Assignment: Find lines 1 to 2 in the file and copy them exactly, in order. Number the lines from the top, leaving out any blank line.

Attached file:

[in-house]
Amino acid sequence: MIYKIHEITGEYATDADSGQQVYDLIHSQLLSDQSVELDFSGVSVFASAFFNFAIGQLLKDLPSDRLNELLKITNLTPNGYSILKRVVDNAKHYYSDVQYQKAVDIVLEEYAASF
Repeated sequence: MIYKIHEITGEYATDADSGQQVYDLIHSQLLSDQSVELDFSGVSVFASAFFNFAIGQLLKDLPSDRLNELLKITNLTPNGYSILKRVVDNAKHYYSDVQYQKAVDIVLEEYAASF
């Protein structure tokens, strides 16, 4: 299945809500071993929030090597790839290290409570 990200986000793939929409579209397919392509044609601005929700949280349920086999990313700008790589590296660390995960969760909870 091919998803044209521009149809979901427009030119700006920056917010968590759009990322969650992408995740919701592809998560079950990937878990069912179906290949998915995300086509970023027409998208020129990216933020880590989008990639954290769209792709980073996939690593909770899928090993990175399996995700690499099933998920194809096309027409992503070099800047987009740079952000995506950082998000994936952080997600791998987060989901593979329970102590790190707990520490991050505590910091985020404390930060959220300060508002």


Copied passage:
[in-house]
Amino acid sequence: MIYKIHEITGEYATDADSGQQVYDLIHSQLLSDQSVELDFSGVSVFASAFFNFAIGQLLKDLPSDRLNELLKITNLTPNGYSILKRVVDNAKHYYSDVQYQKAVDIVLEEYAASF